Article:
Ativan:
  • female: 41.0% - (57 of 138 people)
  • male: 57.0% - (26 of 45 people)
Adderall:
  • female: 58.0% - (82 of 141 people)
  • male: 73.0% - (33 of 45 people)

Drug effectiveness by age:

Ativan:
  • 0-1: 0.0% - (0 of 0 people)
  • 2-9: 0.0% - (0 of 0 people)
  • 10-19: 33.0% - (1 of 3 people)
  • 20-29: 40.0% - (26 of 64 people)
  • 30-39: 51.0% - (31 of 60 people)
  • 40-49: 43.0% - (13 of 30 people)
  • 50-59: 45.0% - (10 of 22 people)
  • 60+: 50.0% - (2 of 4 people)
Adderall:
  • 0-1: 0.0% - (0 of 0 people)
  • 2-9: 0.0% - (0 of 0 people)
  • 10-19: 0.0% - (0 of 2 people)
  • 20-29: 76.0% - (50 of 65 people)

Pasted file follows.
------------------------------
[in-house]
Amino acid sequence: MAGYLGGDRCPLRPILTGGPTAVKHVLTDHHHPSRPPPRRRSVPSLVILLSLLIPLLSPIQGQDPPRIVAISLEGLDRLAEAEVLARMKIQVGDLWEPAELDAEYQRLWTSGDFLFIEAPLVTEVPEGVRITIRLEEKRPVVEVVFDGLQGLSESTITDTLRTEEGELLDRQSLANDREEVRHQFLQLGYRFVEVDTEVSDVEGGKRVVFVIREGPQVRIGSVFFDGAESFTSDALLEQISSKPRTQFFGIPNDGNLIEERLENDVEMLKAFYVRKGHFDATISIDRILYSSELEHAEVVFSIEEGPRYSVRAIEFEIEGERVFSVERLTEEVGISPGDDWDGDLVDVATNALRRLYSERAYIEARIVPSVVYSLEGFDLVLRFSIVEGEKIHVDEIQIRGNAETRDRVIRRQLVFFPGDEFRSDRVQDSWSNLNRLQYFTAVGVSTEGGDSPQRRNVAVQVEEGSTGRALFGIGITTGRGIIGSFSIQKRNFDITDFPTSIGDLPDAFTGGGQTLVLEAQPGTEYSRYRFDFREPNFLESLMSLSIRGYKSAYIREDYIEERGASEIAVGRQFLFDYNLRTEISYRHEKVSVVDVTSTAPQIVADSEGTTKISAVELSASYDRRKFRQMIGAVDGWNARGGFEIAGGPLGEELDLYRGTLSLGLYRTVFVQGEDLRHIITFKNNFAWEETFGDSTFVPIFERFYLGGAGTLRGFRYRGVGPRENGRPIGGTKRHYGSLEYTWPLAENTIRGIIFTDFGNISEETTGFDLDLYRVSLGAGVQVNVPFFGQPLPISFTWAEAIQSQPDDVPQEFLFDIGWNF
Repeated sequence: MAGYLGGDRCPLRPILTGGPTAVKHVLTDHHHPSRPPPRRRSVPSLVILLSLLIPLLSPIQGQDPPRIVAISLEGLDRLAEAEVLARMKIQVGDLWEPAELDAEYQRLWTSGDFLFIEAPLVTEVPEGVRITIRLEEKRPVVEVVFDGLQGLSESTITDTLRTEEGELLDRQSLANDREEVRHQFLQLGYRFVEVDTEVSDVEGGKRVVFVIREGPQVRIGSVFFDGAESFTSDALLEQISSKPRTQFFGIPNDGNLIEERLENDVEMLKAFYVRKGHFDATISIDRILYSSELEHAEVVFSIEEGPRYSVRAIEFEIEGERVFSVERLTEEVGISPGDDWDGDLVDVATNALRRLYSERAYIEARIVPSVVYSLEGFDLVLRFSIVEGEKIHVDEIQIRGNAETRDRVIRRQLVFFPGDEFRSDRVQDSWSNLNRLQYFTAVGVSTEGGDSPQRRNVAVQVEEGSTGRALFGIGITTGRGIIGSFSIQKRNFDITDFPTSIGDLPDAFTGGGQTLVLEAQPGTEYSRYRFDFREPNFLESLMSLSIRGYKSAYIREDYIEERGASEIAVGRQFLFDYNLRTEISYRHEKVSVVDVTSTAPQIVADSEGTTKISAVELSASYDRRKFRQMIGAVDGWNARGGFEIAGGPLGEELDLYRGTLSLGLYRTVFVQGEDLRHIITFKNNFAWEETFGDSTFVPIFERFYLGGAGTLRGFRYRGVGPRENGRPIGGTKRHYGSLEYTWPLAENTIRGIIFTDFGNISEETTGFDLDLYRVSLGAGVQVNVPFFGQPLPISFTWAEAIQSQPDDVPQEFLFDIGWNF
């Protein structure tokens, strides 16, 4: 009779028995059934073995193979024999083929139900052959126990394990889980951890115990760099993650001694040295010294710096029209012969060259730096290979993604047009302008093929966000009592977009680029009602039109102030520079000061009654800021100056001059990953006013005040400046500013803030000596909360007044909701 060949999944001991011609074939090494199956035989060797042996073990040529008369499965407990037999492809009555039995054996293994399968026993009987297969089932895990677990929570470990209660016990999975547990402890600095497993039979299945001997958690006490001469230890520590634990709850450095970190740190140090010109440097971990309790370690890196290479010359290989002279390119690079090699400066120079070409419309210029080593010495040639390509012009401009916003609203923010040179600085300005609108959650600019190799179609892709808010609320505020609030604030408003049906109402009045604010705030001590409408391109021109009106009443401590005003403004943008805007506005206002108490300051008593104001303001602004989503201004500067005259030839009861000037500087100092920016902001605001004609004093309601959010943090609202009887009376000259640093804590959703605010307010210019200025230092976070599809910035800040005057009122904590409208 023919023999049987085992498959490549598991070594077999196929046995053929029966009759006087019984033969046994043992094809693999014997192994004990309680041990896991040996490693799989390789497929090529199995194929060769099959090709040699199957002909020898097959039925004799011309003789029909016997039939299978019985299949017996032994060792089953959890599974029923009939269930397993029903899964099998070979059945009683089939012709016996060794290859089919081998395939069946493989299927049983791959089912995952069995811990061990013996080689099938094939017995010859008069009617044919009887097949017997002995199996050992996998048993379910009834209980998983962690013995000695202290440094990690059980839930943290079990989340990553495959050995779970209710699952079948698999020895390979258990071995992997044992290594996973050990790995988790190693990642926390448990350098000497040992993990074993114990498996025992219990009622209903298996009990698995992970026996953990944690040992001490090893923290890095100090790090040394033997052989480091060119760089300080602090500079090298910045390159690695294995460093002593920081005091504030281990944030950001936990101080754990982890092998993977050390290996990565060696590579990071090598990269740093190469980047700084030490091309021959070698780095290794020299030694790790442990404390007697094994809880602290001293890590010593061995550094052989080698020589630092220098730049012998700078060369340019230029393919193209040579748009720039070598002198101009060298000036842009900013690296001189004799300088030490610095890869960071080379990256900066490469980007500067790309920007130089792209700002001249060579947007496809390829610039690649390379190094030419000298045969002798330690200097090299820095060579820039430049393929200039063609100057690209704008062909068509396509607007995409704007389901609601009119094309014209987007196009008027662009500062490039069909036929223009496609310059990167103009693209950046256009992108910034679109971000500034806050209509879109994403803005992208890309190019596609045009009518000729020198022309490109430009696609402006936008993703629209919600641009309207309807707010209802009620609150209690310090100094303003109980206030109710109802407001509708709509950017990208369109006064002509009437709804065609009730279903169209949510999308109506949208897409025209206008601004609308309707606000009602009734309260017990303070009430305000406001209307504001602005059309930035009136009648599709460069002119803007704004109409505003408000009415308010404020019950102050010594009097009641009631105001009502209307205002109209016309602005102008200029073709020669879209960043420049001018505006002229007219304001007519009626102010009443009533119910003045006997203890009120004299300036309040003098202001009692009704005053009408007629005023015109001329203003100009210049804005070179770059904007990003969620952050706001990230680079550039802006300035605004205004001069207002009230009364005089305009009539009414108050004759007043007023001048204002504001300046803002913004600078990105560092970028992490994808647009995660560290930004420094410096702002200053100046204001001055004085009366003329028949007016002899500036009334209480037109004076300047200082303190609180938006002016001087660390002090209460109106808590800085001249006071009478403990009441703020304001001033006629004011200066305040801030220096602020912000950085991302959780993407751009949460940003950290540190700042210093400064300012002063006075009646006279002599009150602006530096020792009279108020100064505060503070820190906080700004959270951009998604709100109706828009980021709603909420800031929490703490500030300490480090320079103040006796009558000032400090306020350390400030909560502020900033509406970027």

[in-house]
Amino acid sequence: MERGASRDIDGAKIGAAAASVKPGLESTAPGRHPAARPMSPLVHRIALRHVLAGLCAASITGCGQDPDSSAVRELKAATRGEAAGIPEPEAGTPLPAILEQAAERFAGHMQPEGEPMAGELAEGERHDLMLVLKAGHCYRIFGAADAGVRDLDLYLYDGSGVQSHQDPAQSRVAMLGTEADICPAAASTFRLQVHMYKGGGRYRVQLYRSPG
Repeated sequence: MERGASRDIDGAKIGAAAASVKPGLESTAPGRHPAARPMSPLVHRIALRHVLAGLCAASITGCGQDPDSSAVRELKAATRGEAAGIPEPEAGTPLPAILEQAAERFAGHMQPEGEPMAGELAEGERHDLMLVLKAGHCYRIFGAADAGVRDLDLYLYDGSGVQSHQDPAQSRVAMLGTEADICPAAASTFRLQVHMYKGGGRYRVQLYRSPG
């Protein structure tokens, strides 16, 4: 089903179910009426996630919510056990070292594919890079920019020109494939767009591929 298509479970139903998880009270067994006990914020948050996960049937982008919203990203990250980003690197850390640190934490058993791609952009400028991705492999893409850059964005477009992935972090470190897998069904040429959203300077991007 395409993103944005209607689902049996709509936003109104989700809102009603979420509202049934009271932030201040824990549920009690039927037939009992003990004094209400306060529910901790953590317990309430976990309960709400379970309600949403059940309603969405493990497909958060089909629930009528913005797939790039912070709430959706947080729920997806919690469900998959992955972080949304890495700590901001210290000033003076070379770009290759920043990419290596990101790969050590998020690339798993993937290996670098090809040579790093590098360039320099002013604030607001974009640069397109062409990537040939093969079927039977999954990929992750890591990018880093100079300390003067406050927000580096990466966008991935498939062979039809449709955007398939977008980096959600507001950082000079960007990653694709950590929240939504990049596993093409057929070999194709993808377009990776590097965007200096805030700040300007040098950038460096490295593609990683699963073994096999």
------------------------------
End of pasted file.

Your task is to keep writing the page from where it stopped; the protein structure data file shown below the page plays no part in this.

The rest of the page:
• 30-39: 53.0% - (35 of 65 people)
  • 40-49: 56.0% - (17 of 30 people)
  • 50-59: 50.0% - (10 of 20 people)
  • 60+: 75.0% - (3 of 4 people)

Most common drug interactions over time *:

< 1 month:
  • depression
  • crying
  • abnormal behaviour
  • confusional state
  • mental status changes
  • aggression
  • convulsion
  • suicide attempt
  • agitation
  • delirium
1 - 6 months:
  • seborrhoeic dermatitis
  • forgetfulness
  • mood swings
  • anxiety
  • confusion
  • headache
  • aggression aggravated
  • anxiety aggravated
  • appetite - decreased
  • bradycardia
6 - 12 months:
  • adhd
  • anxiety
  • bladder discomfort
  • erectile dysfunction
  • headache
  • heart rate increased
  • high blood glucose level
  • kidney stones
  • libido decreased
  • menstrual periods - heavy, prolonged, or irregular
1 - 2 years:
  • nausea and vomiting
  • narcotic abuse
  • narcotic intoxication
  • fatigue
  • constipation
  • dry skin
  • fatigue - chronic
  • back pain aggravated
  • bloating
  • burning sensation
2 - 5 years:
  • swelling of the ankles - feet - legs